Resilience and hope: Palestinian Film Festival

Resilience and hope: Palestinian Film Festival
Image: GAZA SURF CLUB fim still

In October last year, the organisers of the Palestinian Film Festival made the decision to postpone the event, given what was then transpiring in Gaza. War and unrest in Palestine is nothing new – in fact, for the past 75 years it has been continuous — but this particular assault had just begun. 

“It was so intense, it wouldn’t feel right for the community not to have space to mourn,” explains Festival Director, Naser Shakhtour. “Also, we thought the festival itself would be undermined because it was not the right space and time frame for people to come and see.”

Nor did the festival want their partners and sponsors drawn into the politics of the situation. Of course, no one could have foreseen how catastrophic and enduring the conflict was going to be. 

BETHLEHEM 2001. film still

As the horrors worsened and political discourse became increasingly convoluted, the general public started to develop an appetite for more knowledge to better understand the situation.    

“Since [last year] there is a massive surge of interest in Palestinian stories… to know Palestine outside the news reporting,” says Shakhtour. “Now, people are eager to learn about Palestine and know Palestine and support Palestine, and the best thing to do is to actually learn about it through film, through Palestinian film makers and Palestinian stories.”

Shakhtour believes the only way to solve problems is to understand the multiple dimensions and get an all-round perspective, and art and film can be very good at providing that. 


The program for this, the 12th edition of the Palestinian Film Festival, is modest but impressive, and includes documentaries, features and shorts from around the world. Some films from the original program have been substituted with others that felt more imperative now, but the overall number and quality of films has been maintained or even increased.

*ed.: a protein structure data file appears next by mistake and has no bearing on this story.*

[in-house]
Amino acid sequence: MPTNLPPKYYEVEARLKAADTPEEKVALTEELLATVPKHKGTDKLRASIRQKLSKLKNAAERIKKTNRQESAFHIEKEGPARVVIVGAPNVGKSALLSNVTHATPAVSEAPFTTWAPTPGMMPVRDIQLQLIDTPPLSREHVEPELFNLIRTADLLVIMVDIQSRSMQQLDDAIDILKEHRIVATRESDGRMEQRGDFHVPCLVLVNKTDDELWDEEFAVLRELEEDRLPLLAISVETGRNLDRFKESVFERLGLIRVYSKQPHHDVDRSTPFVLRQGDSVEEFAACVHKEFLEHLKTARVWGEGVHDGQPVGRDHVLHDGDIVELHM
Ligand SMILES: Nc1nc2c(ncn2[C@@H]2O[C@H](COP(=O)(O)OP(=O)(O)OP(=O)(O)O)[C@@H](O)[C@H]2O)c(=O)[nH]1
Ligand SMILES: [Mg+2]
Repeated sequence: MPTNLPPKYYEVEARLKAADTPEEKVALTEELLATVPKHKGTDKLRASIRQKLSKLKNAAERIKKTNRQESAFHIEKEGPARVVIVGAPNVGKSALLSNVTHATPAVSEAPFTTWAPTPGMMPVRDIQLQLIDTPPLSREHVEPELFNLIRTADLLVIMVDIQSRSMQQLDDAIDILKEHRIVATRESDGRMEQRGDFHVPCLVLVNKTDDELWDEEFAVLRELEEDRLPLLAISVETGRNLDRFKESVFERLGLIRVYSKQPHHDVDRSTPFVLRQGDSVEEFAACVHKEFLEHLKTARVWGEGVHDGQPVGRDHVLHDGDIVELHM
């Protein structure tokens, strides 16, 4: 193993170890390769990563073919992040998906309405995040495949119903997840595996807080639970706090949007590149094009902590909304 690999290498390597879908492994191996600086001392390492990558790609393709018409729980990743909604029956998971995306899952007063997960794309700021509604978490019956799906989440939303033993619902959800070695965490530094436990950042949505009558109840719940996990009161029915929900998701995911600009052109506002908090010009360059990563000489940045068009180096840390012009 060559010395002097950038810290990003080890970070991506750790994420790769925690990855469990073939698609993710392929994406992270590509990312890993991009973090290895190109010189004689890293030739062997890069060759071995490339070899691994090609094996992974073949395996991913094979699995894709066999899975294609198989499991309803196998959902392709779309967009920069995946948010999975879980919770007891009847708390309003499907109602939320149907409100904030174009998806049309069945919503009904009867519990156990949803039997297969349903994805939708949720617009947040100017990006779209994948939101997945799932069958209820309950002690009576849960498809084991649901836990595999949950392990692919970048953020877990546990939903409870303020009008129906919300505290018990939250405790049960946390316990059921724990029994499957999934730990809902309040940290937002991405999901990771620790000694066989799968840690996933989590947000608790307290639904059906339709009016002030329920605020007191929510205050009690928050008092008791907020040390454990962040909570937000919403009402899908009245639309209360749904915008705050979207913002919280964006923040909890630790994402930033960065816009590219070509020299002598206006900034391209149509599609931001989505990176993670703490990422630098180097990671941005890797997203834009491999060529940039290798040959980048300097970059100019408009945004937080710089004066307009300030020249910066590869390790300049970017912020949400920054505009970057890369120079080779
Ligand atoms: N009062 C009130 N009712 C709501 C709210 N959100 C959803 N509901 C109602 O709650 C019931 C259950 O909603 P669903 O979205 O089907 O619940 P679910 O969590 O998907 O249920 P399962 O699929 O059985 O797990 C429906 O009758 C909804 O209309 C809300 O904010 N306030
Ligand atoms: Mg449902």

The Palestinian film industry is, however, under threat.

“Films require a lot of funding […] Like in Australia, like anywhere in the world – making a film or a documentary, it’s quite challenging,” says Shakhtour. Getting the film made is only the first hurdle.  

ZOO (short) film still

“You see films in cinemas, you see them on streaming services or online if somebody goes and sells them. If there’s no distribution, they could be just sitting on a shelf. And that’s what happened with us in Australia.”

Before the Palestinian Film Festival was created, it was almost impossible to get Palestinian content shown in this country; it was deemed too political, too esoteric.

“It’s like a hot potato, people were avoiding it. So, by us coming in and creating that platform, we normalised it.”


Shakhtour recalls several years ago, when the festival was held in Leichhardt and the council mounted promotional banners, a woman he knew rang him in tears and thanked him. As a Palestinian-born Australian, she finally felt acknowledged. 

“By seeing that publicly and seeing it celebrated, and people coming from all over the place, you’re breaking barriers and strengthening the community,” says Shakhtour.

“It doesn’t have to be a good story. At least we exist with our good and bad. And we can reflect on ourselves and we can laugh at ourselves and we can cry at ourselves. And that’s what I think the festival has achieved.”

Watching a film with a group of people who have a common culture and understanding is a unique, very positive experience. 

“Sometimes it’s like a therapy for us. You can reflect and understand; you have generational complexes and generational trauma […] And that happens with other societies, other people around the world, namely, the Jewish people. You know, they used films and arts to resolve some of the traumas or to go through some of the traumas.

“And every society went through traumas. Even now in Australia we’re trying to use films and arts to try and understand and to empower the aborigines…to go through some of the trauma they went through, you know. And there’s still a long way to go. But that’s one function of arts and films.”

Shakhtour insists, however, that the Palestinian Film Festival is not just for the Palestinian community, it is for everyone. 

“There’s a universality about the Palestinian cause, and that’s reflected through cinema and audiences.”

March 7 – 10 (Sydney)

Dendy Newtown, 261 King St, Newtown

See also our film reviews for: A Gaza Weekend, Lyd, ALAM

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